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59 of 60 people found the following review helpful
5.0 out of 5 stars Got 16 Weeks?
Originally published in 1998, this book has been around awhile and stood the test of time. Who's it for? NORMAL people who have the desire to run and complete a marathon BUT also have other commitments that take up their time such as a family, job, etc. Don't have tons of time to train? This is your book. Need to get together a plan of attack? Keep reading.

The...
Published on 26 Sep 2008 by Phyllis

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2 of 2 people found the following review helpful
2.0 out of 5 stars Disappointing
I used to run 10 KM last year; so decided to buy this book to train myself for a half marathon. I really don't know how many pages I skipped... In fact, some chapters are full of very useful and good information such as physical preparation, nutrition tips, visualization, associative and dissociative mental techniques etc. However, all chapters are full of the...
Published on 8 Oct 2011 by Melike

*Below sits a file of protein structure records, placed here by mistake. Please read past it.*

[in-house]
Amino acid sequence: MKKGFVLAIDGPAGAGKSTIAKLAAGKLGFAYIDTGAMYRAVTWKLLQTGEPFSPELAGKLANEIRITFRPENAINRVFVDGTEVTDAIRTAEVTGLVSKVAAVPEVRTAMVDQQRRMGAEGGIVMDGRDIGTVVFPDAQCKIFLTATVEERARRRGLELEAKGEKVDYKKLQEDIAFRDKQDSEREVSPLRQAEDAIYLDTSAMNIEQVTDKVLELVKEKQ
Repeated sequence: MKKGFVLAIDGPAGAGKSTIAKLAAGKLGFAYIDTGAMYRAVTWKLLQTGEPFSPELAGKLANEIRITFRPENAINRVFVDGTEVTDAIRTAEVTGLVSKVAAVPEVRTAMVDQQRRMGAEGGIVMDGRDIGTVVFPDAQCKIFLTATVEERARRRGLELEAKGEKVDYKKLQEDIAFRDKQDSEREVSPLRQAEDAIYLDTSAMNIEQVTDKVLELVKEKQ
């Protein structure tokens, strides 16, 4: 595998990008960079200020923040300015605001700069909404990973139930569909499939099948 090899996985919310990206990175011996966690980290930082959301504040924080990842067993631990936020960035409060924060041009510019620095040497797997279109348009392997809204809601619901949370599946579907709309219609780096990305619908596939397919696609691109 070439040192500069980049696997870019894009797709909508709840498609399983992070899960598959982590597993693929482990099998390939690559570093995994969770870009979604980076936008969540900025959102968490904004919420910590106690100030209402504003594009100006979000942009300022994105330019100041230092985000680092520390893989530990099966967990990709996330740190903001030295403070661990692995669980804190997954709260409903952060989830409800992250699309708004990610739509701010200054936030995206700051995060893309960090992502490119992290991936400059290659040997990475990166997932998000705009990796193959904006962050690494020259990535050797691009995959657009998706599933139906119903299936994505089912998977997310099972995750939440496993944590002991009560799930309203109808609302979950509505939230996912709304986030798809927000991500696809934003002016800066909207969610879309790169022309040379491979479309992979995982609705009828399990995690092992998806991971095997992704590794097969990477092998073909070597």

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59 of 60 people found the following review helpful
5.0 out of 5 stars Got 16 Weeks?, 26 Sep 2008
This review is from: The Non-Runner's Marathon Trainer (Paperback)
Originally published in 1998, this book has been around awhile and stood the test of time. Who's it for? NORMAL people who have the desire to run and complete a marathon BUT also have other commitments that take up their time such as a family, job, etc. Don't have tons of time to train? This is your book. Need to get together a plan of attack? Keep reading.

The promise of the book is to that you'll be able to run 26.2 miles training just 4 days a week with no runs over 18 miles. It is based on a marathon class offered over the years at the University of Northern Iowa that touts a high success rate for 1st time marathoners. The book accomplishes this goal in sixteen chapters, one for every week of training.